The finding, published in the August issue of the journal Current Nutrition & Food Science, explains how breast milk, but not infant formula, fosters colonies of microbiotic flora in a newborn’s intestinal tract that aid nutrient absorption and immune system development.
“This study is the first we know of that examines the effects of infant nutrition on the way that bacteria grow, providing insight to the mechanisms underlying the benefits of breast feeding over formula feeding for newborns,” said William Parker, PhD, associate professor of surgery at Duke and senior author of the study. “Only breast milk appears to promote a healthy colonization of beneficial biofilms, and these insights suggest there may be potential approaches for developing substitutes that more closely mimic those benefits in cases where breast milk cannot be provided.”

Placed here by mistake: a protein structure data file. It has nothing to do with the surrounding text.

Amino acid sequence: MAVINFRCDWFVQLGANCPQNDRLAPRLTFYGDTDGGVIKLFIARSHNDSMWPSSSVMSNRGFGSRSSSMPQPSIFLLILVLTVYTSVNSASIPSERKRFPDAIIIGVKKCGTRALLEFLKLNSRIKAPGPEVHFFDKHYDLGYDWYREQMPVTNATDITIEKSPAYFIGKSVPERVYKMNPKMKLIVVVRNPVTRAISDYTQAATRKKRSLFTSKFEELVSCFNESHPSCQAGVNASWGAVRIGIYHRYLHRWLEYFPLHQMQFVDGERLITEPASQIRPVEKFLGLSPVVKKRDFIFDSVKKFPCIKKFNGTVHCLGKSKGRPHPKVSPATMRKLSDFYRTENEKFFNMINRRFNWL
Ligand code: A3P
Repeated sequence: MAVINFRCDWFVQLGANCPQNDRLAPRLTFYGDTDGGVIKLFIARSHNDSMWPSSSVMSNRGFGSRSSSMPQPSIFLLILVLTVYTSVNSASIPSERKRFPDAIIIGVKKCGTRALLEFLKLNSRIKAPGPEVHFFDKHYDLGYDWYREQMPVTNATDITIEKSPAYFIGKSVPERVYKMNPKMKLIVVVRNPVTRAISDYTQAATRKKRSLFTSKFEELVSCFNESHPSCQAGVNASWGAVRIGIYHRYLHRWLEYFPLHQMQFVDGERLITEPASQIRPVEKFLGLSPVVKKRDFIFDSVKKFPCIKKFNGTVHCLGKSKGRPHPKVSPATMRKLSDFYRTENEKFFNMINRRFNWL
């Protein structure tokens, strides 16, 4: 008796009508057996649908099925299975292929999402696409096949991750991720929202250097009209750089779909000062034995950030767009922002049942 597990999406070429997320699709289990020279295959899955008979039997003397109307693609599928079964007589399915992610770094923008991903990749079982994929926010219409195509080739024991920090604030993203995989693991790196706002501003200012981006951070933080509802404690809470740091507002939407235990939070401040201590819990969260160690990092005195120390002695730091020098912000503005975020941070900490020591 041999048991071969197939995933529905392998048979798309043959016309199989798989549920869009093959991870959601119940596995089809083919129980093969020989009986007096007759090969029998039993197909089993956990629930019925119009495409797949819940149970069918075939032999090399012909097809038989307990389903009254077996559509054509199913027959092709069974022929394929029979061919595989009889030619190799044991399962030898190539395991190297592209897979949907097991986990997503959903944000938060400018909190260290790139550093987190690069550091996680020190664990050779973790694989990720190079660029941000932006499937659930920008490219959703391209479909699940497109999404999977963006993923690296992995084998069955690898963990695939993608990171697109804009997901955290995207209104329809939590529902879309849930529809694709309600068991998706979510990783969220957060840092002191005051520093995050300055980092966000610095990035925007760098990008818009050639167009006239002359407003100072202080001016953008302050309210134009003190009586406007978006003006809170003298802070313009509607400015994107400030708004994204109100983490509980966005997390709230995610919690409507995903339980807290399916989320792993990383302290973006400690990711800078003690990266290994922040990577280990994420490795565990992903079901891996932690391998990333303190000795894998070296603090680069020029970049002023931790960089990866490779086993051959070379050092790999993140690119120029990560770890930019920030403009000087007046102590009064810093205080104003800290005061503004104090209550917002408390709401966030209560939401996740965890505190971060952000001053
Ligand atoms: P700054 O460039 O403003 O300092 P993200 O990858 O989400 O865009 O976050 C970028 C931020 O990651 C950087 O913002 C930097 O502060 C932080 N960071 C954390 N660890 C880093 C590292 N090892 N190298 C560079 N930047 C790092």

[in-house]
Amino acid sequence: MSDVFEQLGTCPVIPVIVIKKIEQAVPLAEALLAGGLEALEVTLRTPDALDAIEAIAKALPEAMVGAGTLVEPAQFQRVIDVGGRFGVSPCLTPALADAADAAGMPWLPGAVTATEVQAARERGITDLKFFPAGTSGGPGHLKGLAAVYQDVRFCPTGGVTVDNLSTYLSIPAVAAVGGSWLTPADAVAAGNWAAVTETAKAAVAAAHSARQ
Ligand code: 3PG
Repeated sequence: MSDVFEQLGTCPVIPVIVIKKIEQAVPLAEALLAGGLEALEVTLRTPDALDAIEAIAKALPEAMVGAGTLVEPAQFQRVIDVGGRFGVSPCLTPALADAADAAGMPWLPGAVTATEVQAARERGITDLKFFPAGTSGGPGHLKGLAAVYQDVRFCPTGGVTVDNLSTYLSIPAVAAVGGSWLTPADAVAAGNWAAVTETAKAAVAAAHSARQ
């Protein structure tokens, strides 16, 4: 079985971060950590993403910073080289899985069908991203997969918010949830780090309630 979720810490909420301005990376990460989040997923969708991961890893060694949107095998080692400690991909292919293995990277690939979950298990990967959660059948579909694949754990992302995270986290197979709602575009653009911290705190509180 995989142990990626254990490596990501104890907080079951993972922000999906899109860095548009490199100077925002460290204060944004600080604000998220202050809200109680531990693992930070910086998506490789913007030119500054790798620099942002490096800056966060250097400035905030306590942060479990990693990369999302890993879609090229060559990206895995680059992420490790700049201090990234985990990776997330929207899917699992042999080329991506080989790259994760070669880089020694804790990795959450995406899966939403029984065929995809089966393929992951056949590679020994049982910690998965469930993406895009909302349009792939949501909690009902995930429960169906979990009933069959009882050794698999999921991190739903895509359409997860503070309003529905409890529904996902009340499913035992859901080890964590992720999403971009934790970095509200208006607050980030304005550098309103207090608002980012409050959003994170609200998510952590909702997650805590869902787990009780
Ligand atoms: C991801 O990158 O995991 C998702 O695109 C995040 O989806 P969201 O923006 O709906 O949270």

Earlier studies have shown that breast milk lowers the incidence of diarrhea, influenza and respiratory infections during infancy, while protecting against the later development of allergies, type 1 diabetes, multiple sclerosis and other illnesses. As scientists have learned more about the role intestinal flora plays in health, they have gained appreciation for how an infant’s early diet can affect this beneficial microbial universe.